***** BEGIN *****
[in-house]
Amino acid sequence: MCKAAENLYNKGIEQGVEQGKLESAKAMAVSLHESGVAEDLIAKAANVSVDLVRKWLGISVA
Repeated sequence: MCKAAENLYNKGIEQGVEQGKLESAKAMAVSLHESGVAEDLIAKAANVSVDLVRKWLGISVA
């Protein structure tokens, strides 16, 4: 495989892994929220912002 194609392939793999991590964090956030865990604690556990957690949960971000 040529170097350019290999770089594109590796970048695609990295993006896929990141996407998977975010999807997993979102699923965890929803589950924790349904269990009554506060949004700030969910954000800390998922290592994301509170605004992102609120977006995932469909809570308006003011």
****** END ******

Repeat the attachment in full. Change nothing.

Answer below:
[in-house]
Amino acid sequence: MCKAAENLYNKGIEQGVEQGKLESAKAMAVSLHESGVAEDLIAKAANVSVDLVRKWLGISVA
Repeated sequence: MCKAAENLYNKGIEQGVEQGKLESAKAMAVSLHESGVAEDLIAKAANVSVDLVRKWLGISVA
């Protein structure tokens, strides 16, 4: 495989892994929220912002 194609392939793999991590964090956030865990604690556990957690949960971000 040529170097350019290999770089594109590796970048695609990295993006896929990141996407998977975010999807997993979102699923965890929803589950924790349904269990009554506060949004700030969910954000800390998922290592994301509170605004992102609120977006995932469909809570308006003011």